The Daily Evergreen

Beads and bayou food at Northside

LATISHA JENSEN | Evergreen reporter

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Mardi Gras festivities made their way to Pullman on Tuesday night, as participants wore feathered, purple, green and gold masks and Mardi Gras beads into Northside Dining Hall.

During Tuesday’s lunch and dinner, traditional Mardi Gras food added variety to the usual dining hall menu with an assortment of options, including vegan corn chowder soup, Gumbo Ya-Ya, fried catfish, shrimp and grits, king cake and more.

Eddie Aguilar, general manager of Northside, dedicated time and energy to putting this event together, after he received the challenge to go above and beyond previous years.

“[The purpose is] to showcase some of the culinary talent, and to spruce up the place to make it a little more fun and lively,” Aguilar said. “We’re on the West Coast, so we don’t really get that feel of [Mardi Gras].”

Aguilar used his personal connection with the Community Band of the Palouse, a group he is a member of, to get them to join in. Aguilar played the trumpet, which he has been playing since fourth grade, and performed with his group last night, along with Cougar Marching Band members and Pullman High School band members.

“It’s fun to give the people of the residence a sense of community and that this is not just the dorms or a place where you can get some food,” Aguilar said. “It’s an integral part of the whole experience of living on campus. Food is integral to all sorts of social interactions.”

The band walked single file, with Aguilar leading them into the main dining area playing the classic and familiar tune, “When the Saints Go Marching In.” The musicians also played other tunes such as “Rubber Duckie” and “the Bare Necessities.”

Aguilar wants people to view the dining halls as more than merely a place to eat, but rather a place to get together, make friends and feel that sense of community, he said.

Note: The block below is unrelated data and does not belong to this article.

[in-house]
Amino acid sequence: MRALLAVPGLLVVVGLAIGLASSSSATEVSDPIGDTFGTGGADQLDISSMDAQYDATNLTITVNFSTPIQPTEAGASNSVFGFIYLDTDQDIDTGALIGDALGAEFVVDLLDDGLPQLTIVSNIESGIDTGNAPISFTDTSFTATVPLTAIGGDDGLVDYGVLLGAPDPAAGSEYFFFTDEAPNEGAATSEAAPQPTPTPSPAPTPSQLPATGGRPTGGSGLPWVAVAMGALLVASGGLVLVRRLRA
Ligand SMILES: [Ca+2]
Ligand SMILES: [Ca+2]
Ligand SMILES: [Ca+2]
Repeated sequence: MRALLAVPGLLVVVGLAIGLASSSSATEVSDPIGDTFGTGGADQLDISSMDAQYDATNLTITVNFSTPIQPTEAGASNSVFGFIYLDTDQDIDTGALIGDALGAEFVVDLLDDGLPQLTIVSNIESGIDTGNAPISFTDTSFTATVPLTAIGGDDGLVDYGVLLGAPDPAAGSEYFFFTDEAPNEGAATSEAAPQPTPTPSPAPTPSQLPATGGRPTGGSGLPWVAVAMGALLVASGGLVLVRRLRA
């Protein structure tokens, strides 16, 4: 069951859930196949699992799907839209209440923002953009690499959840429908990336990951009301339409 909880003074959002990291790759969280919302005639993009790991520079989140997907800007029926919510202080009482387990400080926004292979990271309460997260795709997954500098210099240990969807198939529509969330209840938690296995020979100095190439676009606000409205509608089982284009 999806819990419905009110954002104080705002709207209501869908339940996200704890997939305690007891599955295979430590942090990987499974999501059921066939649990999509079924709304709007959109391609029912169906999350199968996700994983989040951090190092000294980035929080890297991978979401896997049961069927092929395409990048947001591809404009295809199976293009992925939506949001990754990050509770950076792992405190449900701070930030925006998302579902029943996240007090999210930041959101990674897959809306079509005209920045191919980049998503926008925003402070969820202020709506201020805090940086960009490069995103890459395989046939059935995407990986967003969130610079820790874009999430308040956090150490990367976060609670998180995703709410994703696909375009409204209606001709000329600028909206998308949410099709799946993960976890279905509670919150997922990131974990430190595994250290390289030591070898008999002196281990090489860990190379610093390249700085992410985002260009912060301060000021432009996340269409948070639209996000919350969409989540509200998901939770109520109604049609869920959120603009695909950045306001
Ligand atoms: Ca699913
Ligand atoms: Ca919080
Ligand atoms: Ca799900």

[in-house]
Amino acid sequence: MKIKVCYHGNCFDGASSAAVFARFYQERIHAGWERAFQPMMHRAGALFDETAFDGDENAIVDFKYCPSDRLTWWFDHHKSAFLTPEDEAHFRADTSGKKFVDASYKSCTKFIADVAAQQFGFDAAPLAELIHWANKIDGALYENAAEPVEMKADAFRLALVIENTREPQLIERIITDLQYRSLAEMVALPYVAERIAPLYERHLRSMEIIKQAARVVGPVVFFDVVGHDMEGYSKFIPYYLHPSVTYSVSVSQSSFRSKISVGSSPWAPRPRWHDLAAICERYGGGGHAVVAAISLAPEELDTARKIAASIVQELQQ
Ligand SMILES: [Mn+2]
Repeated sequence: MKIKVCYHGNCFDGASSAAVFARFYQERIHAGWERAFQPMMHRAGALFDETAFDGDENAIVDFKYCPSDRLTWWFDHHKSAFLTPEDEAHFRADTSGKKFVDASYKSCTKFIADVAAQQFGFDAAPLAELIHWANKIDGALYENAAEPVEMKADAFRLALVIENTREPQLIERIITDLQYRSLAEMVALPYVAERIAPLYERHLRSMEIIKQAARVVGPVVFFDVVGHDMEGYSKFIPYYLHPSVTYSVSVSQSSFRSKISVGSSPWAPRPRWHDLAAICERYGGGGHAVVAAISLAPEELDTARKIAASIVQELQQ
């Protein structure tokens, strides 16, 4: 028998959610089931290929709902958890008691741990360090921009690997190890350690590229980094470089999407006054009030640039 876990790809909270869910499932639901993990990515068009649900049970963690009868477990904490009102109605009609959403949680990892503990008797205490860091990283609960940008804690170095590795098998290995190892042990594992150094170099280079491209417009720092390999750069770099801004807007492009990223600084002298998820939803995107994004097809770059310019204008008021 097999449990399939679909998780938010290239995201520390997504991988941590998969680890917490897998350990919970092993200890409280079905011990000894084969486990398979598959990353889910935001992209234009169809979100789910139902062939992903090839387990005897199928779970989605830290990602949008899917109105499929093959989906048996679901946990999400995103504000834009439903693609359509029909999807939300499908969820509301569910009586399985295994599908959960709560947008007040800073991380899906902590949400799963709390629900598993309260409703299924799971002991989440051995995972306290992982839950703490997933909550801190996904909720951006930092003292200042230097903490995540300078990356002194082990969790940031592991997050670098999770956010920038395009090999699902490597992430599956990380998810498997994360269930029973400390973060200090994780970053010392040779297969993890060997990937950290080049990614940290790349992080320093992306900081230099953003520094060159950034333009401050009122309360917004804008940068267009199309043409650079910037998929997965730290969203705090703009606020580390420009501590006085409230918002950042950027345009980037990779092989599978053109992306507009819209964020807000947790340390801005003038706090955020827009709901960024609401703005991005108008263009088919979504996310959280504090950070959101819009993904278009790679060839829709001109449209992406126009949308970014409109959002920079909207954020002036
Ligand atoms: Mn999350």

The authentic food prepared and served throughout the day was inspired by Executive Chef and Manager Matthew Lasof’s 10-plus years of experience as a chef in New Orleans.

Since Lasof could reach the stove, he has pursued his passion for cooking. His familiarity with the culture of New Orleans’ Mardi Gras made him the perfect candidate for the main chef of this occasion.

“Everywhere I’ve ever worked, I’ve done a Mardi Gras event, and here is no exception,” Lasof said. “I wanted to do something that really represented a cross section of New Orleans and has some of the symbolism Mardi Gras has.”

A traditional dessert called king cake was served at last night’s event. It is served annually in all types of gatherings during Mardi Gras, Lasof said.

Every year, New Orleans residents bring a king cake to gatherings with a small plastic baby stuck in on the inside. The person who gets the slice with the baby is then responsible for buying the next cake, Lasof said.

The king cake was topped with icing and sprinkles in the traditional colors, and the taste was described as “a giant cinnamon roll” by attendees. The dessert even included edible sugar babies to give students a feel of tradition.

“I hope they [got] a real genuine taste of New Orleans,” Lasof said, “not only the food, but the culture, and the music and the fun that’s Mardi Gras.”

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Beads and bayou food at Northside